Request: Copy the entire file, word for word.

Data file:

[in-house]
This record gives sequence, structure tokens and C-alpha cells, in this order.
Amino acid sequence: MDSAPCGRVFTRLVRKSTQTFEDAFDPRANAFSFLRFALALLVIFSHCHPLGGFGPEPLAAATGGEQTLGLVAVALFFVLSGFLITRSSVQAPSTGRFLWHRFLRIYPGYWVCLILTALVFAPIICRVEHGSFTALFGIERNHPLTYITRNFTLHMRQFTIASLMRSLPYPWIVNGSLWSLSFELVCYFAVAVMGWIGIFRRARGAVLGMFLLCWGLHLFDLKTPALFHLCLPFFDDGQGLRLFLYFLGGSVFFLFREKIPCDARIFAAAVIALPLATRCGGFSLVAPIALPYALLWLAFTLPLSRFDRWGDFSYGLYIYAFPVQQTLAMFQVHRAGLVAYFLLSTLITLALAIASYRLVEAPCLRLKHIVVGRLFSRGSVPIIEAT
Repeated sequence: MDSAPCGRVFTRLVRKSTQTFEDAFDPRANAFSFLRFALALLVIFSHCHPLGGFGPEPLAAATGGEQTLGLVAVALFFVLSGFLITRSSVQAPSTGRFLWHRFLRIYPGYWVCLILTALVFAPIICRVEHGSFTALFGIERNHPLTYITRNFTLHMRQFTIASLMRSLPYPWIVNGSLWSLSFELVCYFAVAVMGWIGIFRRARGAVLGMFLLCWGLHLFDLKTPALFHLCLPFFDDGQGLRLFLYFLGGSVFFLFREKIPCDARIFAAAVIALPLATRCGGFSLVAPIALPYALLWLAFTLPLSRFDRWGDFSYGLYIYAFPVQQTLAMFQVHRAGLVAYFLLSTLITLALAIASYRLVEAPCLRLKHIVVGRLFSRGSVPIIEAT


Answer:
[in-house]
This record gives sequence, structure tokens and C-alpha cells, in this order.
Amino acid sequence: MDSAPCGRVFTRLVRKSTQTFEDAFDPRANAFSFLRFALALLVIFSHCHPLGGFGPEPLAAATGGEQTLGLVAVALFFVLSGFLITRSSVQAPSTGRFLWHRFLRIYPGYWVCLILTALVFAPIICRVEHGSFTALFGIERNHPLTYITRNFTLHMRQFTIASLMRSLPYPWIVNGSLWSLSFELVCYFAVAVMGWIGIFRRARGAVLGMFLLCWGLHLFDLKTPALFHLCLPFFDDGQGLRLFLYFLGGSVFFLFREKIPCDARIFAAAVIALPLATRCGGFSLVAPIALPYALLWLAFTLPLSRFDRWGDFSYGLYIYAFPVQQTLAMFQVHRAGLVAYFLLSTLITLALAIASYRLVEAPCLRLKHIVVGRLFSRGSVPIIEAT
Repeated sequence: MDSAPCGRVFTRLVRKSTQTFEDAFDPRANAFSFLRFALALLVIFSHCHPLGGFGPEPLAAATGGEQTLGLVAVALFFVLSGFLITRSSVQAPSTGRFLWHRFLRIYPGYWVCLILTALVFAPIICRVEHGSFTALFGIERNHPLTYITRNFTLHMRQFTIASLMRSLPYPWIVNGSLWSLSFELVCYFAVAVMGWIGIFRRARGAVLGMFLLCWGLHLFDLKTPALFHLCLPFFDDGQGLRLFLYFLGGSVFFLFREKIPCDARIFAAAVIALPLATRCGGFSLVAPIALPYALLWLAFTLPLSRFDRWGDFSYGLYIYAFPVQQTLAMFQVHRAGLVAYFLLSTLITLALAIASYRLVEAPCLRLKHIVVGRLFSRGSVPIIEAT